A manuscript so old and valuable that most scholars can only dream of ever seeing it is at the fingertips of a select group of UMHB students and faculty. Literally.
When the Green family, which owns Hobby Lobby and other chain stores, decided to fund the Green Scholars Initiative, collect biblical artifacts and establish the world’s largest Bible museum, they chose Dr. Renate Hood, UMHB associate professor of Christian studies, to be a part of the project.
Hood serves as a Scholar-Mentor, working on the research with four undergraduates and is excited about the department’s involvement with the project and the impact it will have in many different areas of study.
“I was very grateful to see how it was received with open arms by the administration,” Hood said.
Having a university that supports the research is essential to this initiative, partly because a small group of students are the ones examining the document.
Undergraduates doing this caliber of research is unheard of in the areas of theological and biblical studies.
“The vision is let’s get the undergraduate students involved and let’s get the smaller schools involved who normally do not get these opportunities,” Hood said. “Let’s get them excited about the word of God and the world of the Bible. I love that vision.”
In her career in New Testament studies and teaching she has previously collated ancient Greek manuscripts for the International Greek New Testament project, and has taught a variety of Greek language and ancient manuscript courses.
Hood said, “Students love a hands-on approach that teaches them in a real-life way the nuances of linguistics and the world of the text. It is that element of connecting the ancient world with contemporary relevance that can grab hold of a student and never let go.”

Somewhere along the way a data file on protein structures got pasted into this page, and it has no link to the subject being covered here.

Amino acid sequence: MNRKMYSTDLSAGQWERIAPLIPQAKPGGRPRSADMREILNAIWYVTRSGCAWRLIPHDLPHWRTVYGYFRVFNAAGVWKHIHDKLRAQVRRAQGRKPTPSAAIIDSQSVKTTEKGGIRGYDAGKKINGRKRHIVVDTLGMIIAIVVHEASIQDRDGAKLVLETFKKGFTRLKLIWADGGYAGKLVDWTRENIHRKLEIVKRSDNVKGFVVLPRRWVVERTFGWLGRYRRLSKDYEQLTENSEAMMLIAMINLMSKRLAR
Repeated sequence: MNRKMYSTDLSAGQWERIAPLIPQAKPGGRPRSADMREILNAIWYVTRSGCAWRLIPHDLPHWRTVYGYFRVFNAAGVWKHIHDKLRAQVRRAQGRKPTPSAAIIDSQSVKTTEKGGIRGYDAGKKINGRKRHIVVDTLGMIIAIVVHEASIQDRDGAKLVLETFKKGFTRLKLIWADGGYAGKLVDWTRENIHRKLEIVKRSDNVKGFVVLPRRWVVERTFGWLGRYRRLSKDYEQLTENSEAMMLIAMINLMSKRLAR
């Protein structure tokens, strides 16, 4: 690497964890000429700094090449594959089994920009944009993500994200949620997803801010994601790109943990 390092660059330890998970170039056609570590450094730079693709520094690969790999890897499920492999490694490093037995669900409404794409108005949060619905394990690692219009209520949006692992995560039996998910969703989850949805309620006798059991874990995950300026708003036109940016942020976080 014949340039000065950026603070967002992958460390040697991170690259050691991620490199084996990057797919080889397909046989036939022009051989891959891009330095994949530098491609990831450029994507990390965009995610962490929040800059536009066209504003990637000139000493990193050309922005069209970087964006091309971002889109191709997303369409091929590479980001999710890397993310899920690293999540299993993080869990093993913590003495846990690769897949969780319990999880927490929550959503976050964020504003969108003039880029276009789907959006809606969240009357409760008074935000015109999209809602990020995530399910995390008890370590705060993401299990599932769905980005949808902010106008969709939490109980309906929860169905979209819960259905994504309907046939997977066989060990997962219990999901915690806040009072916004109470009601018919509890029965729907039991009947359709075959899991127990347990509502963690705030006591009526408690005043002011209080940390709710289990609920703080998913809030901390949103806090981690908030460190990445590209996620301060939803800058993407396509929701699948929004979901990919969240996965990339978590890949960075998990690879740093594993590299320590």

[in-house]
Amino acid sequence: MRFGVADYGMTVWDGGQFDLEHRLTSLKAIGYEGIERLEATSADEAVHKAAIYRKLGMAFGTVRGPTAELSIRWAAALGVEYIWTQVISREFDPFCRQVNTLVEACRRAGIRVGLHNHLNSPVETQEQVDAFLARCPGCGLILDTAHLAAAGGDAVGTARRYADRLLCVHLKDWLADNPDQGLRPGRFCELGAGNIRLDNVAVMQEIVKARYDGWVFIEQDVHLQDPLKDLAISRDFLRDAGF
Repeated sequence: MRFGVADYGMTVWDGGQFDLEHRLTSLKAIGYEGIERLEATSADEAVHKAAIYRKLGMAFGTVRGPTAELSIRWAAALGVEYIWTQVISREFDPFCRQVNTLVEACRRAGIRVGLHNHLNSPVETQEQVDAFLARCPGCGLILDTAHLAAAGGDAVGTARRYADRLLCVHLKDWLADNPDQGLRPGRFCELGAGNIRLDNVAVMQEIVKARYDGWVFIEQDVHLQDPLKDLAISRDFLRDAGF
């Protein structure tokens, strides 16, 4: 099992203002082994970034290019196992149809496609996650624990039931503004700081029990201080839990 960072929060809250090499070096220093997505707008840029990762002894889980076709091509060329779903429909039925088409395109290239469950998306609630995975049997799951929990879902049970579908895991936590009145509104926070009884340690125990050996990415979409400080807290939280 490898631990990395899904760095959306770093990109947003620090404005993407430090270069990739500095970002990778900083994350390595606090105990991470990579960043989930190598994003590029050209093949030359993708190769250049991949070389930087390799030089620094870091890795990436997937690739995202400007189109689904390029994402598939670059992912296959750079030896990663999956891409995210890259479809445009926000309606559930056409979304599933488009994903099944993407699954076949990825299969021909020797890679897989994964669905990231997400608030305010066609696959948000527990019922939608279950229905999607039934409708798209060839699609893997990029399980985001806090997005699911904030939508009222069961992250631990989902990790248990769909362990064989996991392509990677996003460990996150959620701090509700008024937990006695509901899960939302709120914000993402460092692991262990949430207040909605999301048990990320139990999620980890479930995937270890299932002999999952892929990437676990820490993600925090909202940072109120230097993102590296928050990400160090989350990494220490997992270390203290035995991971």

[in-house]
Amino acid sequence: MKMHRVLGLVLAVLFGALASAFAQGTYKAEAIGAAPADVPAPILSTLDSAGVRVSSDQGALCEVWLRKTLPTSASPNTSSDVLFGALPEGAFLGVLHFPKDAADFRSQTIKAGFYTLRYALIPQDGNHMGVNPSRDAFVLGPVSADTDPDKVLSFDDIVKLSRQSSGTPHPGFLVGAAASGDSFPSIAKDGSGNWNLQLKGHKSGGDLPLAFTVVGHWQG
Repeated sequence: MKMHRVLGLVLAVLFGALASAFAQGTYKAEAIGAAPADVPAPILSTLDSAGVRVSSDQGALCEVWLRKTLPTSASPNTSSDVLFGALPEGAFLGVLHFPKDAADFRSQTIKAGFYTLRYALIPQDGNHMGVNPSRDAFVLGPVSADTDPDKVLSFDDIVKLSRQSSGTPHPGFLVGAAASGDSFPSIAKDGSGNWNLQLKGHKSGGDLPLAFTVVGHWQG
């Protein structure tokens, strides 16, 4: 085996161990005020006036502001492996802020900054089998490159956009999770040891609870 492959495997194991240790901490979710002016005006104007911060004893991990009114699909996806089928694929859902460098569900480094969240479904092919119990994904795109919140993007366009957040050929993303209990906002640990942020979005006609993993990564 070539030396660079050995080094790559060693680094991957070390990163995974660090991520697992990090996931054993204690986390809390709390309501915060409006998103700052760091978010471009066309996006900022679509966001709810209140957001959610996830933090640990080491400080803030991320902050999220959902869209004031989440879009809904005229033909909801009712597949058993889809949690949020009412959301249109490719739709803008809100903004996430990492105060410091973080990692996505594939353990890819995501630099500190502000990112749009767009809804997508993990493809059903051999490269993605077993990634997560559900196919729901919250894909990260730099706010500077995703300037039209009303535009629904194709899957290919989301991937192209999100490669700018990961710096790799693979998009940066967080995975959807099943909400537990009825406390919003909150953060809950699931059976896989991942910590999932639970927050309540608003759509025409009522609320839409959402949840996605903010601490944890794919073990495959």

Though few undergrads and even many Ph.D. scholars have ever had the opportunity to do research on such documents like this, Hood has no doubts the team will succeed.
“I think that undergraduate students are capable of so much more than we think. If they can do it in the sciences, if they can do it in literature, they certainly can do it in the theological and biblical studies fields. It has just been kept from them,” she said.
The Green Scholars Initiative project began less than a year ago and is already flourishing, continuing to add to the Green Collection’s already large number of documents.
Hood said, “For the last 11 months they have bought up a tremendous collection. It now owns the second or third largest Dead Sea Scroll collection outside of Israel.”
The UMHB team is part of one of three focused study groups launched in the first wave — the papyri group.
Found in an ancient waste dump in the Egyptian desert, now known as the famed Oxyrhynchus library, the document contains a wealth of information beneath its delicate and damaged exterior.
Known among scholars as P39, the papyrus leaf fragment is the second or third oldest existing New Testament fragment in the world. Though parts of sentences are missing, the text has been identified as John 8:14-22 in which Jesus is teaching in the temple.
In addition to studying the Greek writing on the document, the team will also take a look at the material itself, the history behind it and hopes to reevaluate the dating of the manuscript fragment.
Estimates vary from the early third century to the late second century. This would be within generations of those who walked with Christ and Christ himself.
“We want to work on ink analysis, which includes specific types of photography. For that we might have to travel with the document … and with this specific manuscript we want to work on re-dating it,” Hood said.
The document will be at UMHB until the research project will be completed. At that time a new papyrus project will follow with fresh challenges.
Dr. Tim Crawford, dean of the College of Christian Studies, has also studied ancient manuscripts and understands how remarkable it is that students get to do hands-on research of this document.
“The kind of pieces that our students are going to have access to here are really very limited access museum pieces. These are things that don’t usually see the light of day. They are stored away in special access places where the public wouldn’t even get to see them,” he said. “We may do very intense language study … but to think that you’d ever actually see this document is sort of beyond your wildest dreams. And then to actually have it on the table in front of you is just amazing.”